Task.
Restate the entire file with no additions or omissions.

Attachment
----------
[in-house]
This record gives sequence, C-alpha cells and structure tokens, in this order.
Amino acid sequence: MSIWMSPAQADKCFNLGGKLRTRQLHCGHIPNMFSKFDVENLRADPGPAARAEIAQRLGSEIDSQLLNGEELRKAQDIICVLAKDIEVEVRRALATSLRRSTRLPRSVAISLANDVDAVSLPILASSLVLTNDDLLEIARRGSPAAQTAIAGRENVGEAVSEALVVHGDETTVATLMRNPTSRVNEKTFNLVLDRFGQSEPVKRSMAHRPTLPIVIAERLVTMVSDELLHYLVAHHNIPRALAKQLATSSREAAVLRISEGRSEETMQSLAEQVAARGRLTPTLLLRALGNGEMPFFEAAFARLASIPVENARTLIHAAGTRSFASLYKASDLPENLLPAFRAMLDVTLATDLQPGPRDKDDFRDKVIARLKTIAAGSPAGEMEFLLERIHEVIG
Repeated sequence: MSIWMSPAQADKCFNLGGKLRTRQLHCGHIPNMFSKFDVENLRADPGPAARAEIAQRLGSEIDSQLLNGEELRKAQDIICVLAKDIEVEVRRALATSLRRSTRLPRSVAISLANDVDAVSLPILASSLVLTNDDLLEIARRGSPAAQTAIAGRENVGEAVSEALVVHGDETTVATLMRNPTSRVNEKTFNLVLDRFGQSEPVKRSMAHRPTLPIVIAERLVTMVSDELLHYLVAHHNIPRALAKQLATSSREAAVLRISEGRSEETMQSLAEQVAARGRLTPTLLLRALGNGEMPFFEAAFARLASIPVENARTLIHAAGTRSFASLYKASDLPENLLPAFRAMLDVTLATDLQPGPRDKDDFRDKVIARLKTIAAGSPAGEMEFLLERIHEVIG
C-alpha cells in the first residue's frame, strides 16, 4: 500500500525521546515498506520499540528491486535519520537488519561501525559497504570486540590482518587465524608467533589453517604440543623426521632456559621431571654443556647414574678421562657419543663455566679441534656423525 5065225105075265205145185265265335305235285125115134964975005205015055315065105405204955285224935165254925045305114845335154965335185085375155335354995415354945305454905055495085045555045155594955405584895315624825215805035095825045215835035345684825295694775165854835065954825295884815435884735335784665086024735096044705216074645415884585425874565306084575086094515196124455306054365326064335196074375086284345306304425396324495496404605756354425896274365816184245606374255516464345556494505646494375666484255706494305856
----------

[in-house]
This record gives sequence, C-alpha cells and structure tokens, in this order.
Amino acid sequence: MSIWMSPAQADKCFNLGGKLRTRQLHCGHIPNMFSKFDVENLRADPGPAARAEIAQRLGSEIDSQLLNGEELRKAQDIICVLAKDIEVEVRRALATSLRRSTRLPRSVAISLANDVDAVSLPILASSLVLTNDDLLEIARRGSPAAQTAIAGRENVGEAVSEALVVHGDETTVATLMRNPTSRVNEKTFNLVLDRFGQSEPVKRSMAHRPTLPIVIAERLVTMVSDELLHYLVAHHNIPRALAKQLATSSREAAVLRISEGRSEETMQSLAEQVAARGRLTPTLLLRALGNGEMPFFEAAFARLASIPVENARTLIHAAGTRSFASLYKASDLPENLLPAFRAMLDVTLATDLQPGPRDKDDFRDKVIARLKTIAAGSPAGEMEFLLERIHEVIG
Repeated sequence: MSIWMSPAQADKCFNLGGKLRTRQLHCGHIPNMFSKFDVENLRADPGPAARAEIAQRLGSEIDSQLLNGEELRKAQDIICVLAKDIEVEVRRALATSLRRSTRLPRSVAISLANDVDAVSLPILASSLVLTNDDLLEIARRGSPAAQTAIAGRENVGEAVSEALVVHGDETTVATLMRNPTSRVNEKTFNLVLDRFGQSEPVKRSMAHRPTLPIVIAERLVTMVSDELLHYLVAHHNIPRALAKQLATSSREAAVLRISEGRSEETMQSLAEQVAARGRLTPTLLLRALGNGEMPFFEAAFARLASIPVENARTLIHAAGTRSFASLYKASDLPENLLPAFRAMLDVTLATDLQPGPRDKDDFRDKVIARLKTIAAGSPAGEMEFLLERIHEVIG
C-alpha cells in the first residue's frame, strides 16, 4: 500500500525521546515498506520499540528491486535519520537488519561501525559497504570486540590482518587465524608467533589453517604440543623426521632456559621431571654443556647414574678421562657419543663455566679441534656423525 5065225105075265205145185265265335305235285125115134964975005205015055315065105405204955285224935165254925045305114845335154965335185085375155335354995415354945305454905055495085045555045155594955405584895315624825215805035095825045215835035345684825295694775165854835065954825295884815435884735335784665086024735096044705216074645415884585425874565306084575086094515196124455306054365326064335196074375086284345306304425396324495496404605756354425896274365816184245606374255516464345556494505646494375666484255706494305856